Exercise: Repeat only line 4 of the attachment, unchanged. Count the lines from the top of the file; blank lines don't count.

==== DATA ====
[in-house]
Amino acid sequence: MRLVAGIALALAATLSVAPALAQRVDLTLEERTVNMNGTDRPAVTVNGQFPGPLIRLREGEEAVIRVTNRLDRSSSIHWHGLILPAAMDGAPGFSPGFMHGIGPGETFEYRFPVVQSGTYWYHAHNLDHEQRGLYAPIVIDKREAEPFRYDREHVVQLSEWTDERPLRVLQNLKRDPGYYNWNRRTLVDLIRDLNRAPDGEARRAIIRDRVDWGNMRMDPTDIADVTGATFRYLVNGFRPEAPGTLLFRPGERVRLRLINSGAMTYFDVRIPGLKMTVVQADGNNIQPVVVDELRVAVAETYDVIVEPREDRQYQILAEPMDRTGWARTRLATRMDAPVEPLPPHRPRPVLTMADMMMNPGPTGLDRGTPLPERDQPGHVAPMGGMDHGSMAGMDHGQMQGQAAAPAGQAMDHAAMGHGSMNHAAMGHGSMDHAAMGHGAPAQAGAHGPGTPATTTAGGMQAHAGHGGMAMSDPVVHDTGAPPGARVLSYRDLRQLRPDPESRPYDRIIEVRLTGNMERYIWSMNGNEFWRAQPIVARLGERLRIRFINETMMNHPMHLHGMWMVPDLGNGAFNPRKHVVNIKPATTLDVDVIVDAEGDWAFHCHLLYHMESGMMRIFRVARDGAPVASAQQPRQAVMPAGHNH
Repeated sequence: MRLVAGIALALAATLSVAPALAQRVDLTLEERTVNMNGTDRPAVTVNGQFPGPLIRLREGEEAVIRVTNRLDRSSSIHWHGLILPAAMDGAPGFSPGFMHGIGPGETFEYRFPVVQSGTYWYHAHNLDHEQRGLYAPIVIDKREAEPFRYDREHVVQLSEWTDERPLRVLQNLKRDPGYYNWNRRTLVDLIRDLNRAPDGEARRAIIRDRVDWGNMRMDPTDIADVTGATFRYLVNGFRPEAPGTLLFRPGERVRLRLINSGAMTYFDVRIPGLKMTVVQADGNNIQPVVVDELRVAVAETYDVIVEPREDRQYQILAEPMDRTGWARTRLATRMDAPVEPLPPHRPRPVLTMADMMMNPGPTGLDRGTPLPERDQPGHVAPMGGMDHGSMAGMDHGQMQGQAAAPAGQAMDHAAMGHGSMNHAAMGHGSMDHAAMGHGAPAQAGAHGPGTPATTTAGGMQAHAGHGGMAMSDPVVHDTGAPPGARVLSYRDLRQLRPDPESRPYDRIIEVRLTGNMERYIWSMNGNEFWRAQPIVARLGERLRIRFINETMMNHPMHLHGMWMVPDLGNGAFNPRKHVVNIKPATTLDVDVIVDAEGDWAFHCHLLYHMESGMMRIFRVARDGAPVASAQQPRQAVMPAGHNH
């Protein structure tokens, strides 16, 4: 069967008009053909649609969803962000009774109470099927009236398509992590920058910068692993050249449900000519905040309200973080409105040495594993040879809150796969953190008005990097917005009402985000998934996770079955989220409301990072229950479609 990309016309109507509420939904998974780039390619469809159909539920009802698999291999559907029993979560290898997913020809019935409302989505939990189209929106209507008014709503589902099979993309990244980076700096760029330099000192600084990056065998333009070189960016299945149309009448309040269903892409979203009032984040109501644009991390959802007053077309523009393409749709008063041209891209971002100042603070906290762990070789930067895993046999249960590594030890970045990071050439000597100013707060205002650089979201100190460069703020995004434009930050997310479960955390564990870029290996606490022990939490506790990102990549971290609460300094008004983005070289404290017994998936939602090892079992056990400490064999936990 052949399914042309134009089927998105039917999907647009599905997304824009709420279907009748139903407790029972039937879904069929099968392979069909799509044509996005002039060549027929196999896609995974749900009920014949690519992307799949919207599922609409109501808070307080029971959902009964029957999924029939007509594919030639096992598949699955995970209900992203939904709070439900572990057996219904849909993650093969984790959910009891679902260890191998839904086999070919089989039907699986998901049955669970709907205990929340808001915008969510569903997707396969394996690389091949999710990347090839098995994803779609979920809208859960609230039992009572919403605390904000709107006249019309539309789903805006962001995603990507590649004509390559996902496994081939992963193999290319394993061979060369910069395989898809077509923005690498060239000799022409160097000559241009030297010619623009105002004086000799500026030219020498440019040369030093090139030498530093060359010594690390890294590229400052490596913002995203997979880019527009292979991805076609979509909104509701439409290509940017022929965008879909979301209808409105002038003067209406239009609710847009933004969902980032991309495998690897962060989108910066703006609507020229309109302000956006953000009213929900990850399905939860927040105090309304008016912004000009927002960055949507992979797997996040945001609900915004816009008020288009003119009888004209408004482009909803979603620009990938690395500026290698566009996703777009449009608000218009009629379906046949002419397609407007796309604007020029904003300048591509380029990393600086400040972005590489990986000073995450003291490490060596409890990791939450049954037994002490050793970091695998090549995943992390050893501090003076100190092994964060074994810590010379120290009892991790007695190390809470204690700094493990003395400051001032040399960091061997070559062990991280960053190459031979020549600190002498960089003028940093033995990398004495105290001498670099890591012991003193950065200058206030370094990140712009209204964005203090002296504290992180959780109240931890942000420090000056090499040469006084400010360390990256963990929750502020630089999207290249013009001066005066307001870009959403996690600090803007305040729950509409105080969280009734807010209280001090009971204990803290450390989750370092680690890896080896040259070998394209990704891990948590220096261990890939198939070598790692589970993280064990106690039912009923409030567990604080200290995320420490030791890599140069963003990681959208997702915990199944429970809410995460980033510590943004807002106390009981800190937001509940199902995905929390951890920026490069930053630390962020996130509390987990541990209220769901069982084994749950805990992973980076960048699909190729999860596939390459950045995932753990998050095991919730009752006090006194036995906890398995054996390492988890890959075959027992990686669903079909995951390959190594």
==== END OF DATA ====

């Protein structure tokens, strides 16, 4: 069967008009053909649609969803962000009774109470099927009236398509992590920058910068692993050249449900000519905040309200973080409105040495594993040879809150796969953190008005990097917005009402985000998934996770079955989220409301990072229950479609 990309016309109507509420939904998974780039390619469809159909539920009802698999291999559907029993979560290898997913020809019935409302989505939990189209929106209507008014709503589902099979993309990244980076700096760029330099000192600084990056065998333009070189960016299945149309009448309040269903892409979203009032984040109501644009991390959802007053077309523009393409749709008063041209891209971002100042603070906290762990070789930067895993046999249960590594030890970045990071050439000597100013707060205002650089979201100190460069703020995004434009930050997310479960955390564990870029290996606490022990939490506790990102990549971290609460300094008004983005070289404290017994998936939602090892079992056990400490064999936990 052949399914042309134009089927998105039917999907647009599905997304824009709420279907009748139903407790029972039937879904069929099968392979069909799509044509996005002039060549027929196999896609995974749900009920014949690519992307799949919207599922609409109501808070307080029971959902009964029957999924029939007509594919030639096992598949699955995970209900992203939904709070439900572990057996219904849909993650093969984790959910009891679902260890191998839904086999070919089989039907699986998901049955669970709907205990929340808001915008969510569903997707396969394996690389091949999710990347090839098995994803779609979920809208859960609230039992009572919403605390904000709107006249019309539309789903805006962001995603990507590649004509390559996902496994081939992963193999290319394993061979060369910069395989898809077509923005690498060239000799022409160097000559241009030297010619623009105002004086000799500026030219020498440019040369030093090139030498530093060359010594690390890294590229400052490596913002995203997979880019527009292979991805076609979509909104509701439409290509940017022929965008879909979301209808409105002038003067209406239009609710847009933004969902980032991309495998690897962060989108910066703006609507020229309109302000956006953000009213929900990850399905939860927040105090309304008016912004000009927002960055949507992979797997996040945001609900915004816009008020288009003119009888004209408004482009909803979603620009990938690395500026290698566009996703777009449009608000218009009629379906046949002419397609407007796309604007020029904003300048591509380029990393600086400040972005590489990986000073995450003291490490060596409890990791939450049954037994002490050793970091695998090549995943992390050893501090003076100190092994964060074994810590010379120290009892991790007695190390809470204690700094493990003395400051001032040399960091061997070559062990991280960053190459031979020549600190002498960089003028940093033995990398004495105290001498670099890591012991003193950065200058206030370094990140712009209204964005203090002296504290992180959780109240931890942000420090000056090499040469006084400010360390990256963990929750502020630089999207290249013009001066005066307001870009959403996690600090803007305040729950509409105080969280009734807010209280001090009971204990803290450390989750370092680690890896080896040259070998394209990704891990948590220096261990890939198939070598790692589970993280064990106690039912009923409030567990604080200290995320420490030791890599140069963003990681959208997702915990199944429970809410995460980033510590943004807002106390009981800190937001509940199902995905929390951890920026490069930053630390962020996130509390987990541990209220769901069982084994749950805990992973980076960048699909190729999860596939390459950045995932753990998050095991919730009752006090006194036995906890398995054996390492988890890959075959027992990686669903079909995951390959190594």